The city had 12 centers for residents to seek warmth, one of which was to stay open all night through Tuesday. Libraries and some other city facilities would also be open, said Evelyn Diaz, the city's commissioner of the Department of Family and Support Services. Illinois Gov. Pat Quinn said 100 warming centers were open statewide.
In St. Louis, authorities used an alert system to call people who might need assistance. More than 80 didn't answer, Mayor Francis Slay said, so police were going to check on them.
Slay also said that the city would close on Monday except for emergency personnel.
"We expect this to be a three-day event," he said, adding that 80 snowplows would be used to keep primary roads passable.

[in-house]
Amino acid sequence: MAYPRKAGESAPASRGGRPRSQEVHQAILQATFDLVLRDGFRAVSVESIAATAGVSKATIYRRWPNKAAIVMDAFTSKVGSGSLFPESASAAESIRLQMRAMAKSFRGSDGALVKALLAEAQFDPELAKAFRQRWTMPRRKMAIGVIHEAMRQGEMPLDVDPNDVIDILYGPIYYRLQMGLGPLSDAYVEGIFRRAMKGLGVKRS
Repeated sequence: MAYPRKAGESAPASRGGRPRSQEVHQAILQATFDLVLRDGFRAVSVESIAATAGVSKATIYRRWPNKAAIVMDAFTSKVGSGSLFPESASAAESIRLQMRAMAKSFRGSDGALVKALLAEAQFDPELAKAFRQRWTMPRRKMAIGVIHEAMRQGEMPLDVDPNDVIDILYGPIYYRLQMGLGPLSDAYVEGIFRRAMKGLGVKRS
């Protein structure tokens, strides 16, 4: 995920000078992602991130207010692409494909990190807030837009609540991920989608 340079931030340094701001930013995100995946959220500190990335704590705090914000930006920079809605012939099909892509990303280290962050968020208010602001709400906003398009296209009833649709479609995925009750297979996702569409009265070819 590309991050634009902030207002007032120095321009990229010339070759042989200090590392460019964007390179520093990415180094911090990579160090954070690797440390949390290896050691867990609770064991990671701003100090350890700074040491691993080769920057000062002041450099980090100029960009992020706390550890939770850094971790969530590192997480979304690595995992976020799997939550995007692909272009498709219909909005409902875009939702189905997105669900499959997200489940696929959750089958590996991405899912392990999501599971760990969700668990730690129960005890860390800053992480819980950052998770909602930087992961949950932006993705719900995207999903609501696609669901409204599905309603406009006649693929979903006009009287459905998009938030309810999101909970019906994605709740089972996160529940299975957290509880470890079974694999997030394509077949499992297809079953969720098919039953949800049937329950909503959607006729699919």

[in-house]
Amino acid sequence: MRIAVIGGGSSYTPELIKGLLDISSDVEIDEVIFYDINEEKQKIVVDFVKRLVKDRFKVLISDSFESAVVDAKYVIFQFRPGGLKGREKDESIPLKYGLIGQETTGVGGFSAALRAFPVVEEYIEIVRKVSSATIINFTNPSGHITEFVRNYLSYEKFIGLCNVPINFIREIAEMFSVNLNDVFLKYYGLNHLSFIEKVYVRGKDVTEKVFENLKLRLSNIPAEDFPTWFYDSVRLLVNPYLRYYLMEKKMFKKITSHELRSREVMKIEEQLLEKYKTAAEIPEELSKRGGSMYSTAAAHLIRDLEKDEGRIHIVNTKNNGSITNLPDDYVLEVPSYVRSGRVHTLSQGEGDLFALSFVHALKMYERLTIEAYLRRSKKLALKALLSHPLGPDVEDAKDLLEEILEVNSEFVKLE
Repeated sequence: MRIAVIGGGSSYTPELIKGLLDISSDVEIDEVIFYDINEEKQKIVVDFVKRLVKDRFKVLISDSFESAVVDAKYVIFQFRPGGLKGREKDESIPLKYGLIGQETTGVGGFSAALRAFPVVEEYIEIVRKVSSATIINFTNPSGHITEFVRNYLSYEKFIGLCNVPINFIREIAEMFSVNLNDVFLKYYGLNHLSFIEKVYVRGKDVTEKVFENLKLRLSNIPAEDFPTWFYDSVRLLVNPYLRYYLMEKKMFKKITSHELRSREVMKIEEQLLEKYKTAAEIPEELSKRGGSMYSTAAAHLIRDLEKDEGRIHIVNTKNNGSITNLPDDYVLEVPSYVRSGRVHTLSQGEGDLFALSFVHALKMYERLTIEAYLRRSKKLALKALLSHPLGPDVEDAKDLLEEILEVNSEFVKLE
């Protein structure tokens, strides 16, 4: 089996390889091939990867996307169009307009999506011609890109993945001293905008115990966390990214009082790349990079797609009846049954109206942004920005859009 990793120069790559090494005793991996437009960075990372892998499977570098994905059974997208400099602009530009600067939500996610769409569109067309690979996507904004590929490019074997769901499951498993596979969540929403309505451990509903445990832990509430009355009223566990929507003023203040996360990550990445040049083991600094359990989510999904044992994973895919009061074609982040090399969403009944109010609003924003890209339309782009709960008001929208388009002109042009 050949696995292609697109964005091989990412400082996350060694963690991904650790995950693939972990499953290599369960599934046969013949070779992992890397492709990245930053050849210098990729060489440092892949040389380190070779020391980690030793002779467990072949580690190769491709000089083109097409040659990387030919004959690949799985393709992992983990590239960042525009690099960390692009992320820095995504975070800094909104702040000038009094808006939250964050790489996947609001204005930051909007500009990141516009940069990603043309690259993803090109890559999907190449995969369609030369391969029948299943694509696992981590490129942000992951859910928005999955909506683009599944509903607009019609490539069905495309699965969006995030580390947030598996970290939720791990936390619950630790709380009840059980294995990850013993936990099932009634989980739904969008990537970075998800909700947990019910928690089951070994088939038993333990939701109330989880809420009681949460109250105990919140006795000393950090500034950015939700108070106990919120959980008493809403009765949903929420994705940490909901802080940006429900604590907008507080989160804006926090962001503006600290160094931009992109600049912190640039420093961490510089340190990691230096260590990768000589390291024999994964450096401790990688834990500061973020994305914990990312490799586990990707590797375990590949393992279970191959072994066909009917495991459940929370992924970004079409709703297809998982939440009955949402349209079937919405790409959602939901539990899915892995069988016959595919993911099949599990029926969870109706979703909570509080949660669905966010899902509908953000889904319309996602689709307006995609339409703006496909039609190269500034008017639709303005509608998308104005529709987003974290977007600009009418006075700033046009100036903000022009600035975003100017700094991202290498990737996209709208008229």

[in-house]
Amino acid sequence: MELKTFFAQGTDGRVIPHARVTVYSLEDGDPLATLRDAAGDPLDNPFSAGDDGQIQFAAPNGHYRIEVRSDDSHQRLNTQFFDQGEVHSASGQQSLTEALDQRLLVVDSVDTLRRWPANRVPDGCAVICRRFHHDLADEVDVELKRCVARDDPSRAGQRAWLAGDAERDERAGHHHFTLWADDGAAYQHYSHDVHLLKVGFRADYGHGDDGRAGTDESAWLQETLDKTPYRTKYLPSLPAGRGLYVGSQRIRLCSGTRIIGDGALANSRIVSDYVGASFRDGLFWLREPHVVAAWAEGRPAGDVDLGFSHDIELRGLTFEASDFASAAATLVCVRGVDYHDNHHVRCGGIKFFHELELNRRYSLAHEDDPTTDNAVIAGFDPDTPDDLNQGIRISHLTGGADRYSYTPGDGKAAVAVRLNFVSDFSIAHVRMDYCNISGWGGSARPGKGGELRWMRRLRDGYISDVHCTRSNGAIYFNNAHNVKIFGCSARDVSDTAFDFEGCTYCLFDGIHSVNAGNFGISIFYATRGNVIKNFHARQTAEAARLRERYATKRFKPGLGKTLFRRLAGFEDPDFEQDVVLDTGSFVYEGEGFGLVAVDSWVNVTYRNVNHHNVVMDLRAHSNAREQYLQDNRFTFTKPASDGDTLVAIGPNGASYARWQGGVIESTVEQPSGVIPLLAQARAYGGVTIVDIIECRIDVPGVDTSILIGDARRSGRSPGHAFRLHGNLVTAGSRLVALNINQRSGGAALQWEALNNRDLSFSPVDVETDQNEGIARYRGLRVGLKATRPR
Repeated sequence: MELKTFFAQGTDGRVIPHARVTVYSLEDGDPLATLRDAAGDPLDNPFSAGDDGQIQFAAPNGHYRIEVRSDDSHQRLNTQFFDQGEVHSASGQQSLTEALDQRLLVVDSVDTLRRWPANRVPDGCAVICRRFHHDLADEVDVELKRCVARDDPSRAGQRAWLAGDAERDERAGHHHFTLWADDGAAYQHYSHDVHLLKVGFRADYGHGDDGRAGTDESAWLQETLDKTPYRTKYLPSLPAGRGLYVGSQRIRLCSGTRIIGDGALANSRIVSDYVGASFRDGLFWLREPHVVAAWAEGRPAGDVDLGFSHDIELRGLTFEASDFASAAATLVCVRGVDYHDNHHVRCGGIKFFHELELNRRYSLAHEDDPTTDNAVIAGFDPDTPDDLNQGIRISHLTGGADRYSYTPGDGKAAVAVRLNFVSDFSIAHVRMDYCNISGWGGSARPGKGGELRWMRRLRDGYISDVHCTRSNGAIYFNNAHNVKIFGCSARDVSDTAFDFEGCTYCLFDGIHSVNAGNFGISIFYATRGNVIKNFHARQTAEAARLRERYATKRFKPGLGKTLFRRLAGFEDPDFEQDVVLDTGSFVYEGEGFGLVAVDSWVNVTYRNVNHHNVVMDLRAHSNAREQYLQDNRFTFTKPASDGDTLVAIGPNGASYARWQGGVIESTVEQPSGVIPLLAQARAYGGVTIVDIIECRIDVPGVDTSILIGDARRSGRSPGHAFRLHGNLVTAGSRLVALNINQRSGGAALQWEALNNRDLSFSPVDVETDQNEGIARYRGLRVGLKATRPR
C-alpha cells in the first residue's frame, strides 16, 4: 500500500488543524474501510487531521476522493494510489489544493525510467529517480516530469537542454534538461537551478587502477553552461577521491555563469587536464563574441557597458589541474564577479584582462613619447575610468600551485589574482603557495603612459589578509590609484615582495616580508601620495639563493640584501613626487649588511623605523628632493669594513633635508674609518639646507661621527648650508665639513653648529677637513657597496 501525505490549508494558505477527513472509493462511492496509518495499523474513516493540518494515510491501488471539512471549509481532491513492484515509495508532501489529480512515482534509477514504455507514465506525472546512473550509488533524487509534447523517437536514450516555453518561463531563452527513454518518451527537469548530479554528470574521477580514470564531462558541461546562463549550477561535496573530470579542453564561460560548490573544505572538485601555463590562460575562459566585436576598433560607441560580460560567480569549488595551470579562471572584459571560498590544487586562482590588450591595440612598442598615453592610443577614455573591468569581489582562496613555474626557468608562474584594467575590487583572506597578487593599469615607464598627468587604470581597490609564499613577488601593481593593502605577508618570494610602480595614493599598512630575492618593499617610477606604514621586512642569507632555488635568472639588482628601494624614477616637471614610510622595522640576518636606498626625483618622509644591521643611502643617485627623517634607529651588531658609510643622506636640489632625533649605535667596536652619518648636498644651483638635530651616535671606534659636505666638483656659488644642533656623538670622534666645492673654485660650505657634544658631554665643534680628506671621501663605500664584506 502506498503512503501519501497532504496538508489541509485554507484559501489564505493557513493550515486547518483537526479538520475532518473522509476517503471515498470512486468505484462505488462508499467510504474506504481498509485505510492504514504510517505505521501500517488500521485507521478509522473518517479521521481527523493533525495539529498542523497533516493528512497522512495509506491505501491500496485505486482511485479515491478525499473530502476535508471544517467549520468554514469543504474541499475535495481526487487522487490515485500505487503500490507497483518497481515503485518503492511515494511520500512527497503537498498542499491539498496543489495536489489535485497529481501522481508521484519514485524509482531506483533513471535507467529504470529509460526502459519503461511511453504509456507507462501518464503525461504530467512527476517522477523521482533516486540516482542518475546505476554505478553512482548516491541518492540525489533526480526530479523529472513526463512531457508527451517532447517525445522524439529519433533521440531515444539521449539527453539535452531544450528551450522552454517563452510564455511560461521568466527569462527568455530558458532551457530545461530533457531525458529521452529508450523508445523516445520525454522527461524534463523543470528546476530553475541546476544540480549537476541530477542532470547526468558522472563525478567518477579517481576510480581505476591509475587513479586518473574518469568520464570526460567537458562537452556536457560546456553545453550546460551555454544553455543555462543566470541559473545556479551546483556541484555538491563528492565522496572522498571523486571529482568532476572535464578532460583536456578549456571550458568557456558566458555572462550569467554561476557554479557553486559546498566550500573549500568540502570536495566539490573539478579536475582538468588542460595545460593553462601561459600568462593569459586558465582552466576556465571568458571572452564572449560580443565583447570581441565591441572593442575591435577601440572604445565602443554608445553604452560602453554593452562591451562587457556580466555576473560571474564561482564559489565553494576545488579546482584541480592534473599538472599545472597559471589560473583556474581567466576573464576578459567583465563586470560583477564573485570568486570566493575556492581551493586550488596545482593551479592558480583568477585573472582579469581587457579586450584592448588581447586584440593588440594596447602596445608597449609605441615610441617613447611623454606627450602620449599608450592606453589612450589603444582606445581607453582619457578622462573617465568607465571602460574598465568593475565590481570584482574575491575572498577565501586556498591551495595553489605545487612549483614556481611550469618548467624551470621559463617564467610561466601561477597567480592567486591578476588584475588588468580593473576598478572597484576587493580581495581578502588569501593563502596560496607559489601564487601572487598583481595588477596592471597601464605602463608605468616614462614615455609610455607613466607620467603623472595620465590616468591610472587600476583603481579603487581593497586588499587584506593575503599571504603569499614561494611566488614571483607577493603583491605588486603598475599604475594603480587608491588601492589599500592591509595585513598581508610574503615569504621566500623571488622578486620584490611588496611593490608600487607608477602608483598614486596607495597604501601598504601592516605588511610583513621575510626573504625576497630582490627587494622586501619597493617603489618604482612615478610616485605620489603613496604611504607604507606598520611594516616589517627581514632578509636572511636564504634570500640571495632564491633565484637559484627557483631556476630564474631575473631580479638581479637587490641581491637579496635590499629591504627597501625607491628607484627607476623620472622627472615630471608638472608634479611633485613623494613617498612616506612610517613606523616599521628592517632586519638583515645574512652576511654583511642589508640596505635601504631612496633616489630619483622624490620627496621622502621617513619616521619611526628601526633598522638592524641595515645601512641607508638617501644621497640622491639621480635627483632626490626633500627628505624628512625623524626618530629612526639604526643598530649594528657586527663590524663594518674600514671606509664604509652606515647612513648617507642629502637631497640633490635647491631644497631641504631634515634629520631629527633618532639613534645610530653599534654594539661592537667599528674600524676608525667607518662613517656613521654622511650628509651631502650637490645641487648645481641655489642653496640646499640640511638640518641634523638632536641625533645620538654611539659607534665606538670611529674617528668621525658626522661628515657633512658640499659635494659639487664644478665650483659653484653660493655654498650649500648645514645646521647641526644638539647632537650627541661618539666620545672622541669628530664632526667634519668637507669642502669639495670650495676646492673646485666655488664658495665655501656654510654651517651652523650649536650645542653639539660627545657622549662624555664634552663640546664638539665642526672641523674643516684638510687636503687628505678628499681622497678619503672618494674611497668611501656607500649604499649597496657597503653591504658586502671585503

The Deep South
The arctic blast threatens to sweep subzero lows as far south as Alabama and plunge much of the Deep South into the single digits.
Freezing rain is also possible along the Appalachians all the way up to New England over the next couple of days, the National Weather Service said.
The low temperatures and wind chill are a dangerous recipe for rapid frostbite or hypothermia.
"Exposed flesh can freeze in as little as five minutes with wind chills colder than 50 below," the National Weather Service's Twin Cities office in Minnesota said.
Over the past week, at least 13 people have died from weather-related conditions.
Eleven people died in road accidents -- including one man crushed as he was moving street salt with a forklift.
One man in Wisconsin died of hypothermia. And an elderly woman with Alzheimer's disease in New York state wandered away from her home and was found dead in the snow in a wooded area about 100 yards away.